Misty Mountain Hop

January 16, 2019

As we entered into what must be one of the largest remaining populations of Carmichaelia stevensonii, at the headwaters of George Stream in the Seaward Kaikouras, we got the distinct sense of Winston breathing a big sigh of relief. Having hunted in this area several years beforehand (for animals, not plants), Winston was our guide to finding New Zealand’s most impressive tree broom – for the first time in the wild for all of us bar our esteemed leader.

By Winston’s own admission, after several hours of walking/clambering (and a number of forks in the stream), it was clearly good to shed the pressure of having to retrace one’s steps through a mountain range with sufficient accuracy – a feeling that I know well from many trips where I have had to perform the same role for friends and colleagues (and, in one instance, for a BBC film crew).

In the days before this walk (which was the most keenly anticipated part of a four day field trip/nerdfest to Marlborough for the core O2 staff), the forecast had furnished me with visions of clear skies beneath which I would be able to photograph Carmichaelia stevensonii in nature’s fully illuminated glory. However, the thick cloud that often settles upon the Seaward Kaikouras in summer provided an entirely different, yet equally welcome, atmosphere for us to experience this environment.

Although present at lower altitudes, Carmichaelia stevensonii is frequently associated with subalpine scrub in this geologically active part of the country – notably in places where disturbance, such as that caused by rockfalls or the violently fluctuating levels of streams, maintains the open conditions that many members of the pea family specialise in.

Interestingly, as a setting for photography, fog presents wildly varying conditions – as demonstrated by the image below, right, in which a view downhill (through the fog) amplifies the colour on the weeping broom and surrounding vegetation (in stark contrast with the almost monochromatic face presented when looking up through – or across – the same specimens).

Although the main event was Carmichaelia stevensonii, there were many other interesting plants along the way. Foremost amongst these for me was Olearia coriacea (pictured above, left), which is a compact species of shrubby daisy endemic to south Malborough and northern Canterbury. Having planted this elegant species before within South Island projects, I was hopeful of viewing it for the first time in the wild. Fortunately for me, it is a common constituent of the scrub and woodland edge communities around and leading up to the headwaters.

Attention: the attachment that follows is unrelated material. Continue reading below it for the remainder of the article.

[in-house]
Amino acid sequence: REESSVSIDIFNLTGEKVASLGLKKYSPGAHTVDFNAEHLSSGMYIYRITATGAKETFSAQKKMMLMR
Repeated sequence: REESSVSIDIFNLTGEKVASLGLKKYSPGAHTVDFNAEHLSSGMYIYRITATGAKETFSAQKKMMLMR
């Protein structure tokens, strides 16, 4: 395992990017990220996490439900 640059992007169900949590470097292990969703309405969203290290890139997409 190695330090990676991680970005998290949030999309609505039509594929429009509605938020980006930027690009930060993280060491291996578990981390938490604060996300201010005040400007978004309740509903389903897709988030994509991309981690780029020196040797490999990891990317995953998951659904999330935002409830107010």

As the moisture borne by the enveloping clouds dripped off the tips of C. stevensonii‘s weeping branches, the reason for its distinctive form seemed somewhat self-explanatory – especially when compared with similar species of tree broom from Marlborough.

Some mountain goat antics (instigated by Rob) got us up into the kind of steep colluvium that constitutes one of the major habitats for C. stevensonii (as pictured below). This kind of semi-stable rockfall (which had a significant proportion of a beautiful red stone that I guessed might be argillite) is effectively the toe of the much steeper mountain sides above the stream valleys. It is therefore prone to further deposition of loose stone around the base of trees as these mountains creak and groan (one can see a buildup of rock around one trunk below), and also characterised by considerable depths in which the profile consists of high proportions of rock, as opposed to a more conventional soil profile.

Like many places worth visiting throughout the country this rugged walk (which is primarily known as a hunting block, leading up to the substantial conservation area), there are a couple of points that are not for the faint-hearted. This is ably demonstrated by our friend, Tim Le Gros (of Titoki Nursery), who (like the rest of us) had an acute interest in clinging to the bank shown below, rather than slipping down into the cascade that beckoned beneath his slightly tenuous foothold.

That said, George Stream was presenting a comparatively gentle face upon our visit, based on the evidence writ large upon manuka tree trunks towards the margins of lower parts of the riverbed. The sheer force of gravel borne by rushing waters (when in flood) practically ringbarked these trees, and offers a clear reminder of why one should not venture into certain drainage systems during significant rainfall events (when flash flood events generate this level of power within minutes).

As noted previously, this was no one-trick expedition, as many noteworthy plants occur within this area. One of the greatest surprises that we encountered in lower reaches of the river (I should add here that, despite its title of George Stream, river is a more apt term for envisaging the water volume that passes through here) was the largest population of Pseudopanax ferox that I have ever seen.

I had seen records for the species here, but one never knows quite what that means. Sometimes, records can be for species that have since disappeared; at other times, they note isolated specimens; and in others, they can point towards significant populations such as this – where toothed lancewood (shown below growing in woodland with large numbers of matai and many small-leaved shrubs/trees) grows in a wide range of ages, and on both sides of the river (including on its regularly disturbed margins).